My work is called «The Inland Empire», which refers to David Lynch’s movie with the same name.
This statement is a visualization in a surrealistic vein, of my experience crossing the new Crimean border with mainland Ukraine. Anytime there is border crossing it’s always stressful, and in such circumstances, even more so. I did it more than 11 times during one year, about 5000 km was explored and experienced through my body and mind all stages of loss: shock, denial, anger, bargaining, depression, testing and acceptance.
Personal, and at the same time, mutual experiences of fear, anger, anxiety, feelings of helplessness and suspense, pushed me to rethink this experience in photography.
This visual language was chosen for a quick fixation in the form of a diary and emphasizes on a certain aesthetic of the instantness of what’s happening.
Two parallel realities: a conventional administrative border, which suddenly turns into a real full-fledged state border, with border controls, migration cards, passports and customs regulations. Meanwhile, everything goes by default and your consciousness splits into submission to delirium and common sense. Prior to working on the project, I went through this place many times, barely able to cope with the anxiety and fear that cover me: will they let me in? will they let me out? Take away? Search? Detain? Where to go, in an instance of ending up in this «Red Room»?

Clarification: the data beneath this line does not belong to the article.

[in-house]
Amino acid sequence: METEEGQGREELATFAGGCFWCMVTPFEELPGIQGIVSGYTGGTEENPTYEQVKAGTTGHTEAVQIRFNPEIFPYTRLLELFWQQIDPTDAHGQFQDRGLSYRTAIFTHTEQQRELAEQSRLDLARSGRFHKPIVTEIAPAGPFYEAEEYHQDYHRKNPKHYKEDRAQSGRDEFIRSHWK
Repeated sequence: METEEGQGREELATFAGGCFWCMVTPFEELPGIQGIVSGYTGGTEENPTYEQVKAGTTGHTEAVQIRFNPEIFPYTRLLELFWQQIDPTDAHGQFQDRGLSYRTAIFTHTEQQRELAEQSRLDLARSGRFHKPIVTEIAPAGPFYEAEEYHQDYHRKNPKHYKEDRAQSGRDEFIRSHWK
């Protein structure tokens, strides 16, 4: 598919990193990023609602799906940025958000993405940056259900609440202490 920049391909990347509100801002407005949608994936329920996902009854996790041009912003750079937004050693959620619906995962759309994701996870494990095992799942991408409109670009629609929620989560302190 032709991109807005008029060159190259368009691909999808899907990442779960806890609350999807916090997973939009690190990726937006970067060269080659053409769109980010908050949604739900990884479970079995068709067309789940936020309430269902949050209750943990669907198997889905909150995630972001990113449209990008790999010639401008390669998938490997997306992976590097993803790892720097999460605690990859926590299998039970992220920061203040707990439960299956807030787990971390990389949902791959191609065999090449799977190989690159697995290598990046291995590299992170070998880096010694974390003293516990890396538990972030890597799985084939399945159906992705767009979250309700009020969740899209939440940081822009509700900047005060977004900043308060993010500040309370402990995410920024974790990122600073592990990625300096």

This project allowed me to work out and cope with these feelings of grief, distinguish nonsense from the norm and restore integrity to my consciousness.
Another layer in my work is the incredible beauty of nature in itself, as a pinnacle of creations by God, and man with powers of the Supreme Being imposed on him. He controls, verifies, protects, prohibits, threatens, passes, selects, delays.
Human, earthly, collides with the nature created by God. At the same time, the feeling of a nature reserve does not leave: over the years, the population of birds and fish has recovered, foxes and small wild animals have appeared. It turns out that fencing and minefields played a positive role for this place, to some extent, protecting it from an overly active use by humans.